Another record I’ll highlight on here is Eddie Senay’s instrumental version of “Ain’t No Sunshine.” This isn’t too hard of a 45 to find, but it’s funky as hell. I remember I came up on my first copy at a flea market in Philly back in 2000, when I bought a box of about 100 45s from some guy parting with his record collection. His sign read “Two for a $1.00” but after pulling out about 20, he walked over to me and said “How bout the whole box for $20?” I spent the next hour hauling them around the rest of the flea market with joyous triumph, the occasional fellow record fiend eyeing my box jealously. Shit, I woulda done the same thing.

Collecting records teaches you music in a different way than studying music – when you start to memorize song titles, musicians, producers and labels, you begin to notice what the jazz standards and rock classics, among others, are – who did them first, who covered them best. While “Ain’t No Sunshine” is a tune I grew up hearing and knowing, other classics like “Maiden Voyage” or “The Thrill is Gone” I would never know about without studying and obsessing over old vinyl. Which makes it even more enjoyable to hear (good) covers of songs that are still classics but less frequently covered – cuts like Sly’s “Smilin” or the Beatles “Rocky Raccoon” (make sure to check out this Lena Horne cover if nothing else on this mixtape). These are often the most interesting – covers of the slightly obscure. Sometimes they don’t work (I’ve heard an awful easy listening version of Michael Jackson’s “Billie Jean”) but other times they’re incredible, like Dilla’s reworking of Donald Byrd’s “Think Twice.”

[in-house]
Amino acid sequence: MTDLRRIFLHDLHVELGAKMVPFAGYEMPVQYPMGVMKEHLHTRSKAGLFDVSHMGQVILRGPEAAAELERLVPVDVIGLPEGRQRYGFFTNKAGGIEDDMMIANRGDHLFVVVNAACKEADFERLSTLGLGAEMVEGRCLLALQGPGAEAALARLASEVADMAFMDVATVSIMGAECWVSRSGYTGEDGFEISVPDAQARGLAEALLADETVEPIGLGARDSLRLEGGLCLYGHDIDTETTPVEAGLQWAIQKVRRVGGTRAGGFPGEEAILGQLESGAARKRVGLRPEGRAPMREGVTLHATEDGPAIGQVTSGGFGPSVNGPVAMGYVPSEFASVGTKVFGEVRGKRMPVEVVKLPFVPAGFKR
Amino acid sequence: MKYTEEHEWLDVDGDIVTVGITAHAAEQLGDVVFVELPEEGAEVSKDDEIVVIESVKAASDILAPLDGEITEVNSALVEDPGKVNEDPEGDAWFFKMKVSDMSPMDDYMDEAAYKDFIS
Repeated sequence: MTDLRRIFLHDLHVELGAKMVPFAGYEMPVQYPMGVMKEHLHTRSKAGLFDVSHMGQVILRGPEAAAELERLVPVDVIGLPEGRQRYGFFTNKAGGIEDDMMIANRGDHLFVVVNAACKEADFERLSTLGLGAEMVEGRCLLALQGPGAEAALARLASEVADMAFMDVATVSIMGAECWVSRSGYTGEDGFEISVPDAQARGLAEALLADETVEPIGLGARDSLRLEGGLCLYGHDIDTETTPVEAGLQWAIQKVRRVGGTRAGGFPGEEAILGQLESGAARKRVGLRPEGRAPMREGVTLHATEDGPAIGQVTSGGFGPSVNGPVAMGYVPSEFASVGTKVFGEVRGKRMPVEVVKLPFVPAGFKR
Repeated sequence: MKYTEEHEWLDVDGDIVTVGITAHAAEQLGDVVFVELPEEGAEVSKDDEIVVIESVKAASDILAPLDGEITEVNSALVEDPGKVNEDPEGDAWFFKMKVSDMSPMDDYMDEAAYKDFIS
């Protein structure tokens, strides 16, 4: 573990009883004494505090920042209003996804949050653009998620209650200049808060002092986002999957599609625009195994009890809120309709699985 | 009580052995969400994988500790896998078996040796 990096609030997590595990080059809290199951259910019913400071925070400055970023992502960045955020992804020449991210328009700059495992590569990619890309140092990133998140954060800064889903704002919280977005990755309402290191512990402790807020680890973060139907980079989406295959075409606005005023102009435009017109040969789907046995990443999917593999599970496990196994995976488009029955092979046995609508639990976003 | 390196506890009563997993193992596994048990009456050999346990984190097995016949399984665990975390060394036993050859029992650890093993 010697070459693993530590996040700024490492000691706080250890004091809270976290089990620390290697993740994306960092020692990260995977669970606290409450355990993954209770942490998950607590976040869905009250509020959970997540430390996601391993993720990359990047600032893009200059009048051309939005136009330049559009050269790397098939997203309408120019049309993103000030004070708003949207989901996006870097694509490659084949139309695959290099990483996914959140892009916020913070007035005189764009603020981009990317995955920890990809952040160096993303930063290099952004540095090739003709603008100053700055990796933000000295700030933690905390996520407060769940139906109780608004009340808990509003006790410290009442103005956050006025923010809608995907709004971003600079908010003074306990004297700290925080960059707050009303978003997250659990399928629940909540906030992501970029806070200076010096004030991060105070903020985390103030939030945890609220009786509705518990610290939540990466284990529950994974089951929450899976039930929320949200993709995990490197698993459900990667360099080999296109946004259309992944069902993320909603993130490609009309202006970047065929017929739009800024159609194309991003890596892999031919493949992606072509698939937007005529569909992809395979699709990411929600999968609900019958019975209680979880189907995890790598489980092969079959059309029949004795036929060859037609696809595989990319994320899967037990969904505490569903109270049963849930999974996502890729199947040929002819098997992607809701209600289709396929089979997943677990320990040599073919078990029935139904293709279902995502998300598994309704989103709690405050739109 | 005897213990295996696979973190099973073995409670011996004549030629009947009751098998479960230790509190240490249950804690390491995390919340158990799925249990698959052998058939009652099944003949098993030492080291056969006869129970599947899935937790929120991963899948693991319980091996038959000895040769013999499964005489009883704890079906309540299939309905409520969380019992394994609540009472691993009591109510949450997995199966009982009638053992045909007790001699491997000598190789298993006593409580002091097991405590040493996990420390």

Anyway, there’s of course so many great covers of great songs, and this is just a small sampling of some that I dig, while trying to keep it rollin’ (ATCQ-style). I’m not going to give up every record I play on here, but I will run through the songs that are covered (a few get multiple versions):

California Dreamin’ / Maiden Voyage / Yes We Can / Ain’t No Sunshine / Mercy, Mercy / What’s Goin’ On / Inner City Blues / Feel Like Makin’ Love / The Thrill is Gone / I’m Gonna Love You Just a Little Bit More / Smilin’ / Son of a Preacher Man / Signed, Sealed, Delivered / Think Twice / Rocky Raccoon / Song For My Father

DJ Ian Head